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Old 09-11-2019, 01:10 PM   #1
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Question Looking for a PPE product suggestion

Hi all,

New to the forums so hello to everyone. Wanted to call on the collective wisdom and experience here to hopefully help solve a problem or at least put a nail in said problem such that it's just-one-of-those-things-and-better-get-used-to-it.

NFPA 70E requires that for working on exposed energized parts at 250 volts and above we're required to wear voltage rated gloves and leather protectors. I'm all about safety and especially at these levels couldn't be behind this more. I'm over safety and PPE at my company and I love it when our boys get their PPE on. However, the common complaint is that the bulkiness off two sets of gloves (and especially with the ones that are generally available, which tend to be loose and floppy as hell) make work considerably more difficult and clumsy. Maybe not if you're torque wrenching lugs, sure, but handling smaller hardware, wire nuts, et al... I sympathize with these guys completely; while making a safety training video and just wearing my fairly fitted leather gloves with no voltage rated gloves on a 120/240 panelboard I felt clumsy, which seems in and of itself somewhat of a safety hazard.

Question is; is anyone out there aware of a glove kit for 250 and up that is more on the snug/fitted side where you still have some dexterity? something where the electrician doesn't have folds of fabric and rubber interfering with everything he does? Any suggestions at all would be most appreciated.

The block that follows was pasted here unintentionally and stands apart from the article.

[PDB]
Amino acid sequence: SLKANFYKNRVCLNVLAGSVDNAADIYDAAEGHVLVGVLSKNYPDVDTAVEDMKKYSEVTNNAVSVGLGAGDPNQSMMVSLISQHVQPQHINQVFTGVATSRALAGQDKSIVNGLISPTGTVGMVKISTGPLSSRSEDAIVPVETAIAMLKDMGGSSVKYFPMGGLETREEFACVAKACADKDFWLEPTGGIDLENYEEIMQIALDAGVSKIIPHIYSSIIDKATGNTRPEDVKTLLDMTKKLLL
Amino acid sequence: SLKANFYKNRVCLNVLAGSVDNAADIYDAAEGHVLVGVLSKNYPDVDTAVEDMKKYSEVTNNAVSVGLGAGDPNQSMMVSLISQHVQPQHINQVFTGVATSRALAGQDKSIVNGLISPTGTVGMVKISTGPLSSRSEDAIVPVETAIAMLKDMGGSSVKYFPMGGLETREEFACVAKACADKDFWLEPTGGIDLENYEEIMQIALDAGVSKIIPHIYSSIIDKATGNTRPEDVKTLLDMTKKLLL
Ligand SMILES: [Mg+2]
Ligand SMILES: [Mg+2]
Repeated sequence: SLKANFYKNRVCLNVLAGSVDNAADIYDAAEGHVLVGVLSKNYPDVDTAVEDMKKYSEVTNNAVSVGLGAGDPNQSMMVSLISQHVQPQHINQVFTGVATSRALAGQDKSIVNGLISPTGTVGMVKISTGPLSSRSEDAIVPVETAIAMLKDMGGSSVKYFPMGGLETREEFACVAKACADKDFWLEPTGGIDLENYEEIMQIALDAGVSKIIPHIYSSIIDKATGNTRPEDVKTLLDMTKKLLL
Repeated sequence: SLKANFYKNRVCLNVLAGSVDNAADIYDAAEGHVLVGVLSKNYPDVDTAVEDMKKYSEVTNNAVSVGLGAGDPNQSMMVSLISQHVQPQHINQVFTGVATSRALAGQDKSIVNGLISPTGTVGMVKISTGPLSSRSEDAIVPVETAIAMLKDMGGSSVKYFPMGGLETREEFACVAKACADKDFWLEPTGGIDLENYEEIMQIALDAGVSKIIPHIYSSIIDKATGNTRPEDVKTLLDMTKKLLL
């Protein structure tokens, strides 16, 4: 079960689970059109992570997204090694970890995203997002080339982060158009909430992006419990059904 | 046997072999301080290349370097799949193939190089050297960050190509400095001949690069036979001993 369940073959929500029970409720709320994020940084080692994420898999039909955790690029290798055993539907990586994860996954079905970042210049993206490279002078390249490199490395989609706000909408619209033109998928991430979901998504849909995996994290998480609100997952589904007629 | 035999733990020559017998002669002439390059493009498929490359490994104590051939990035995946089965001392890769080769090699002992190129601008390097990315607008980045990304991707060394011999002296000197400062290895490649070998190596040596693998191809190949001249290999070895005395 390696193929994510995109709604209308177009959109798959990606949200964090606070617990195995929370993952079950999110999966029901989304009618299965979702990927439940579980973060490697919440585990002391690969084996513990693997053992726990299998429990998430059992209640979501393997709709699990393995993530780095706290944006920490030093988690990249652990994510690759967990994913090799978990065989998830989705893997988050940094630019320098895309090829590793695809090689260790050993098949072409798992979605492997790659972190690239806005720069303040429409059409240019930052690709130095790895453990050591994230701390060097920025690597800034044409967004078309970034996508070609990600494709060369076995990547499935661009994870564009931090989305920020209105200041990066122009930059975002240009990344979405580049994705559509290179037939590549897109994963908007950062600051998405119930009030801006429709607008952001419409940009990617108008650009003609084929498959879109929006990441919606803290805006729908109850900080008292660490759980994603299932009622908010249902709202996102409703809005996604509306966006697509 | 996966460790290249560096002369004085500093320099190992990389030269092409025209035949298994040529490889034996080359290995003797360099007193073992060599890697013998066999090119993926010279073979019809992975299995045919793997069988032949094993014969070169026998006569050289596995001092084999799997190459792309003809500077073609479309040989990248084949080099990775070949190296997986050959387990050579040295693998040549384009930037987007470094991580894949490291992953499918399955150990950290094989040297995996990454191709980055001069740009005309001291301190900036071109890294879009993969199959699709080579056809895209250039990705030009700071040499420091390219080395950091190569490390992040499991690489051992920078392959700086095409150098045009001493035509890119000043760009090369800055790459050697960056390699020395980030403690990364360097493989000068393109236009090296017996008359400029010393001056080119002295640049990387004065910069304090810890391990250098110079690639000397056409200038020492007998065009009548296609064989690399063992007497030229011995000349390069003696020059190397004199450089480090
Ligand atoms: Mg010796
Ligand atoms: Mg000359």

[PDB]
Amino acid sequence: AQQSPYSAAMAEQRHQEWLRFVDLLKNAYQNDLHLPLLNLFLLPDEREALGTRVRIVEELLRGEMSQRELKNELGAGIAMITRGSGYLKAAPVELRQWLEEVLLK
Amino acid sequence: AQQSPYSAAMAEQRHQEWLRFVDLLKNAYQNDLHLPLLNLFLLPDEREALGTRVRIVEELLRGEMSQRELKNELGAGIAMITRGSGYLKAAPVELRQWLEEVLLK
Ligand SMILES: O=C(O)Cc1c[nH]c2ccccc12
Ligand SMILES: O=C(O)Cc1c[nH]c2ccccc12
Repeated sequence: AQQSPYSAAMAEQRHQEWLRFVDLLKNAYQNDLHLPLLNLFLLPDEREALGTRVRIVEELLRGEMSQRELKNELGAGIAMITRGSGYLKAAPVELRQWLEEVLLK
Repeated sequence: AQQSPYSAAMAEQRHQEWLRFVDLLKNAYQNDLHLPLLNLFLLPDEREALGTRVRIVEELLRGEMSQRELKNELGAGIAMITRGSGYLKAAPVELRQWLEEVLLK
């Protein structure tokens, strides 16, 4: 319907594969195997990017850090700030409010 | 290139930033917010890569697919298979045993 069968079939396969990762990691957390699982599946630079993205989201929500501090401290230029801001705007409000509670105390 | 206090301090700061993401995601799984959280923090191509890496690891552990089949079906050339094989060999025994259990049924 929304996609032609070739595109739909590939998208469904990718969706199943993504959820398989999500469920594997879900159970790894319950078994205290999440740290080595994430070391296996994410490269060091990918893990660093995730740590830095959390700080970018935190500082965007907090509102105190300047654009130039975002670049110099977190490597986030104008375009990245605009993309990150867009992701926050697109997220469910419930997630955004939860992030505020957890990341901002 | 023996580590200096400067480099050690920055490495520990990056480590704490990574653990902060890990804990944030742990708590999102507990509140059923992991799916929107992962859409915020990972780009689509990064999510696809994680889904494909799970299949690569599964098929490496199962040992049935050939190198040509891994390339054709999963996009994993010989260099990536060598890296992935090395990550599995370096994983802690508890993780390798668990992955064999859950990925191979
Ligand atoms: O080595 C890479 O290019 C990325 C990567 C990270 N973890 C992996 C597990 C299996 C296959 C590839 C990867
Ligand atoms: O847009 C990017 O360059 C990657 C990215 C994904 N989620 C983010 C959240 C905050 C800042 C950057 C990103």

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Old 09-11-2019, 02:14 PM   #2
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Originally Posted by SWElectric View Post
Hi all,

New to the forums so hello to everyone. Wanted to call on the collective wisdom and experience here to hopefully help solve a problem or at least put a nail in said problem such that it's just-one-of-those-things-and-better-get-used-to-it.

NFPA 70E requires that for working on exposed energized parts at 250 volts and above we're required to wear voltage rated gloves and leather protectors. I'm all about safety and especially at these levels couldn't be behind this more. I'm over safety and PPE at my company and I love it when our boys get their PPE on. However, the common complaint is that the bulkiness off two sets of gloves (and especially with the ones that are generally available, which tend to be loose and floppy as hell) make work considerably more difficult and clumsy. Maybe not if you're torque wrenching lugs, sure, but handling smaller hardware, wire nuts, et al... I sympathize with these guys completely; while making a safety training video and just wearing my fairly fitted leather gloves with no voltage rated gloves on a 120/240 panelboard I felt clumsy, which seems in and of itself somewhat of a safety hazard.

Question is; is anyone out there aware of a glove kit for 250 and up that is more on the snug/fitted side where you still have some dexterity? something where the electrician doesn't have folds of fabric and rubber interfering with everything he does? Any suggestions at all would be most appreciated.
You're using a torque wrench on a live live lug?! And what wire nuts are you doing live? I'm sure in your safety program there are rules against live work?